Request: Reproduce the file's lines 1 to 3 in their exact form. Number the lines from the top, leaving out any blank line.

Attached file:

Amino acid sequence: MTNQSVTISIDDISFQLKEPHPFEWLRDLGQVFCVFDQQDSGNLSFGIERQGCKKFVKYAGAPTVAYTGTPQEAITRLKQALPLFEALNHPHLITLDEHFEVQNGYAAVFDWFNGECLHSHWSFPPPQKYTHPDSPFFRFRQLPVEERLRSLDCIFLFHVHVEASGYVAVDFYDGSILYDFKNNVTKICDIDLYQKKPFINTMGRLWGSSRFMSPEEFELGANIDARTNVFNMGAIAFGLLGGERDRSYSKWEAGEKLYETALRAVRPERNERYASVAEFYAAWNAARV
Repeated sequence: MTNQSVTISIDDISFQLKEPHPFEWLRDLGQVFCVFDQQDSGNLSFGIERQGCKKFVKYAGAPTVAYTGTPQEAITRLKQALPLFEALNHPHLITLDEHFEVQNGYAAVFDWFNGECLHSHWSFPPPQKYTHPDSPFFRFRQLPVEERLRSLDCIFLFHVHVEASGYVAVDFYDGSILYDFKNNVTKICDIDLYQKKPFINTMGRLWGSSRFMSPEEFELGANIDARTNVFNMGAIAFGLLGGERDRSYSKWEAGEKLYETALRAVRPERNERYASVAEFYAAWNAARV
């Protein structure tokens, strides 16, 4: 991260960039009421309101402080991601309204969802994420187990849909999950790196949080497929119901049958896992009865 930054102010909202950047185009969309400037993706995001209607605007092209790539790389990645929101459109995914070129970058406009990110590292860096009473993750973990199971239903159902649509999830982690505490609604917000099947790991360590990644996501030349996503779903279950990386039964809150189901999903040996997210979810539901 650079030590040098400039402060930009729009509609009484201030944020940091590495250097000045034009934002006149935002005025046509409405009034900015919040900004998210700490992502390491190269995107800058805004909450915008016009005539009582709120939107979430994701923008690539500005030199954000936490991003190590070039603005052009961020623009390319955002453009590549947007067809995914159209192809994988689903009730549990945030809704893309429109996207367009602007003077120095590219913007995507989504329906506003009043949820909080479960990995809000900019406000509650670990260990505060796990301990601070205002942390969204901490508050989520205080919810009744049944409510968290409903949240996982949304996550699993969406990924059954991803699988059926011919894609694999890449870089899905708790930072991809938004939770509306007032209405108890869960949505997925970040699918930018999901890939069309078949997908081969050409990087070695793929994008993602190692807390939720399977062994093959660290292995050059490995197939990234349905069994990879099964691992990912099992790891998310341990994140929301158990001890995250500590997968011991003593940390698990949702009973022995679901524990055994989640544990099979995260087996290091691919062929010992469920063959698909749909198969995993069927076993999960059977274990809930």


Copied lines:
Amino acid sequence: MTNQSVTISIDDISFQLKEPHPFEWLRDLGQVFCVFDQQDSGNLSFGIERQGCKKFVKYAGAPTVAYTGTPQEAITRLKQALPLFEALNHPHLITLDEHFEVQNGYAAVFDWFNGECLHSHWSFPPPQKYTHPDSPFFRFRQLPVEERLRSLDCIFLFHVHVEASGYVAVDFYDGSILYDFKNNVTKICDIDLYQKKPFINTMGRLWGSSRFMSPEEFELGANIDARTNVFNMGAIAFGLLGGERDRSYSKWEAGEKLYETALRAVRPERNERYASVAEFYAAWNAARV
Repeated sequence: MTNQSVTISIDDISFQLKEPHPFEWLRDLGQVFCVFDQQDSGNLSFGIERQGCKKFVKYAGAPTVAYTGTPQEAITRLKQALPLFEALNHPHLITLDEHFEVQNGYAAVFDWFNGECLHSHWSFPPPQKYTHPDSPFFRFRQLPVEERLRSLDCIFLFHVHVEASGYVAVDFYDGSILYDFKNNVTKICDIDLYQKKPFINTMGRLWGSSRFMSPEEFELGANIDARTNVFNMGAIAFGLLGGERDRSYSKWEAGEKLYETALRAVRPERNERYASVAEFYAAWNAARV
């Protein structure tokens, strides 16, 4: 991260960039009421309101402080991601309204969802994420187990849909999950790196949080497929119901049958896992009865 930054102010909202950047185009969309400037993706995001209607605007092209790539790389990645929101459109995914070129970058406009990110590292860096009473993750973990199971239903159902649509999830982690505490609604917000099947790991360590990644996501030349996503779903279950990386039964809150189901999903040996997210979810539901 650079030590040098400039402060930009729009509609009484201030944020940091590495250097000045034009934002006149935002005025046509409405009034900015919040900004998210700490992502390491190269995107800058805004909450915008016009005539009582709120939107979430994701923008690539500005030199954000936490991003190590070039603005052009961020623009390319955002453009590549947007067809995914159209192809994988689903009730549990945030809704893309429109996207367009602007003077120095590219913007995507989504329906506003009043949820909080479960990995809000900019406000509650670990260990505060796990301990601070205002942390969204901490508050989520205080919810009744049944409510968290409903949240996982949304996550699993969406990924059954991803699988059926011919894609694999890449870089899905708790930072991809938004939770509306007032209405108890869960949505997925970040699918930018999901890939069309078949997908081969050409990087070695793929994008993602190692807390939720399977062994093959660290292995050059490995197939990234349905069994990879099964691992990912099992790891998310341990994140929301158990001890995250500590997968011991003593940390698990949702009973022995679901524990055994989640544990099979995260087996290091691919062929010992469920063959698909749909198969995993069927076993999960059977274990809930």